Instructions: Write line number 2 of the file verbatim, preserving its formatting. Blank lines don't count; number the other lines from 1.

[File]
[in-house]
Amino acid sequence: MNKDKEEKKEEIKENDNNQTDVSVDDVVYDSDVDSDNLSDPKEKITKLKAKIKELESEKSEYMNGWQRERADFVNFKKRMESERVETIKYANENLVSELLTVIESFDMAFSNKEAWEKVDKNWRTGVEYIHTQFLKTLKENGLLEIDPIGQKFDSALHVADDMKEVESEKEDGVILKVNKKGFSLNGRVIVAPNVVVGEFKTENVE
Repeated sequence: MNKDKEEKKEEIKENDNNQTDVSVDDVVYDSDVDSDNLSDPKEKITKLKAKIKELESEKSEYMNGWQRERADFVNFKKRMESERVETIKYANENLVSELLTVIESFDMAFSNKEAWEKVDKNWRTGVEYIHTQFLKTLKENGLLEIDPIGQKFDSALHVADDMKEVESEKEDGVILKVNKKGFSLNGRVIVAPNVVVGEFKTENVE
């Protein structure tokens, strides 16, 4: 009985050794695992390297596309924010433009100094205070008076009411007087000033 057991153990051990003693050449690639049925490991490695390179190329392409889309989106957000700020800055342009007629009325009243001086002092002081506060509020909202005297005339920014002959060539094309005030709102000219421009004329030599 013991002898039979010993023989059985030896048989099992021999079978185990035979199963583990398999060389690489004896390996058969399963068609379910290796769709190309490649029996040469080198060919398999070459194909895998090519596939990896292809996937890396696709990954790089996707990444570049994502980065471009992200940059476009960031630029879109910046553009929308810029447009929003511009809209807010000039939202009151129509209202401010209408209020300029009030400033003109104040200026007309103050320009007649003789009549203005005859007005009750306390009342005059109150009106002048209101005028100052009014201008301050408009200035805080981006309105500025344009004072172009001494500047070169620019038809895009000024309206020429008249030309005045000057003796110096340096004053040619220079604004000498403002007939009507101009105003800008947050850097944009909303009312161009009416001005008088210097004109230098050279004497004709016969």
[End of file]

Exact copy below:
Amino acid sequence: MNKDKEEKKEEIKENDNNQTDVSVDDVVYDSDVDSDNLSDPKEKITKLKAKIKELESEKSEYMNGWQRERADFVNFKKRMESERVETIKYANENLVSELLTVIESFDMAFSNKEAWEKVDKNWRTGVEYIHTQFLKTLKENGLLEIDPIGQKFDSALHVADDMKEVESEKEDGVILKVNKKGFSLNGRVIVAPNVVVGEFKTENVE